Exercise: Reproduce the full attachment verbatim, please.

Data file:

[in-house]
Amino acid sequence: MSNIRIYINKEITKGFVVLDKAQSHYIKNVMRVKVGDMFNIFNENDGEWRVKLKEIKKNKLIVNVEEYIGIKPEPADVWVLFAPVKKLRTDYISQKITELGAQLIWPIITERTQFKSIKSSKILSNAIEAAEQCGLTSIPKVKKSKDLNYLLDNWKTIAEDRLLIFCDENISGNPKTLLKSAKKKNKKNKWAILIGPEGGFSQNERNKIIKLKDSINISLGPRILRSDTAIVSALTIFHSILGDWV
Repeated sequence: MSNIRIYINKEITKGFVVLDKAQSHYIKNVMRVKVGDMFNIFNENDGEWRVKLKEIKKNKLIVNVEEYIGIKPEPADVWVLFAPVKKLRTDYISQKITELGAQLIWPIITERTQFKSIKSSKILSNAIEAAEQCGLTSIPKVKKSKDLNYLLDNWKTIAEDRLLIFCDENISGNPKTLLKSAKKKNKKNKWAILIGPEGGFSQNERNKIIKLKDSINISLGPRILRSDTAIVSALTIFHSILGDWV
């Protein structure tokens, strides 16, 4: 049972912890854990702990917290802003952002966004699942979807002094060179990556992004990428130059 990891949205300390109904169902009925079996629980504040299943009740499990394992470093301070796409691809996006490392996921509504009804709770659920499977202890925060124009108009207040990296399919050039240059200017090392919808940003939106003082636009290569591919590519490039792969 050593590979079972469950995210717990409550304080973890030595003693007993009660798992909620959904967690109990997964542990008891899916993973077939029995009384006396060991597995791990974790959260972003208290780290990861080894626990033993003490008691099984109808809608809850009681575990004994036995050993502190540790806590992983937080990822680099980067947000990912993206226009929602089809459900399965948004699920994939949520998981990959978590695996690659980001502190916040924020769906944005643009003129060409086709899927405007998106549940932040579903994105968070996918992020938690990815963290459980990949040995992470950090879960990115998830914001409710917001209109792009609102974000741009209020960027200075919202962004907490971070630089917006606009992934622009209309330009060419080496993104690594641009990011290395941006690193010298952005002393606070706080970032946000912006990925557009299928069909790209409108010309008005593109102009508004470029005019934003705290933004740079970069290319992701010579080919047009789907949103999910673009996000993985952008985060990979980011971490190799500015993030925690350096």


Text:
[in-house]
Amino acid sequence: MSNIRIYINKEITKGFVVLDKAQSHYIKNVMRVKVGDMFNIFNENDGEWRVKLKEIKKNKLIVNVEEYIGIKPEPADVWVLFAPVKKLRTDYISQKITELGAQLIWPIITERTQFKSIKSSKILSNAIEAAEQCGLTSIPKVKKSKDLNYLLDNWKTIAEDRLLIFCDENISGNPKTLLKSAKKKNKKNKWAILIGPEGGFSQNERNKIIKLKDSINISLGPRILRSDTAIVSALTIFHSILGDWV
Repeated sequence: MSNIRIYINKEITKGFVVLDKAQSHYIKNVMRVKVGDMFNIFNENDGEWRVKLKEIKKNKLIVNVEEYIGIKPEPADVWVLFAPVKKLRTDYISQKITELGAQLIWPIITERTQFKSIKSSKILSNAIEAAEQCGLTSIPKVKKSKDLNYLLDNWKTIAEDRLLIFCDENISGNPKTLLKSAKKKNKKNKWAILIGPEGGFSQNERNKIIKLKDSINISLGPRILRSDTAIVSALTIFHSILGDWV
């Protein structure tokens, strides 16, 4: 049972912890854990702990917290802003952002966004699942979807002094060179990556992004990428130059 990891949205300390109904169902009925079996629980504040299943009740499990394992470093301070796409691809996006490392996921509504009804709770659920499977202890925060124009108009207040990296399919050039240059200017090392919808940003939106003082636009290569591919590519490039792969 050593590979079972469950995210717990409550304080973890030595003693007993009660798992909620959904967690109990997964542990008891899916993973077939029995009384006396060991597995791990974790959260972003208290780290990861080894626990033993003490008691099984109808809608809850009681575990004994036995050993502190540790806590992983937080990822680099980067947000990912993206226009929602089809459900399965948004699920994939949520998981990959978590695996690659980001502190916040924020769906944005643009003129060409086709899927405007998106549940932040579903994105968070996918992020938690990815963290459980990949040995992470950090879960990115998830914001409710917001209109792009609102974000741009209020960027200075919202962004907490971070630089917006606009992934622009209309330009060419080496993104690594641009990011290395941006690193010298952005002393606070706080970032946000912006990925557009299928069909790209409108010309008005593109102009508004470029005019934003705290933004740079970069290319992701010579080919047009789907949103999910673009996000993985952008985060990979980011971490190799500015993030925690350096």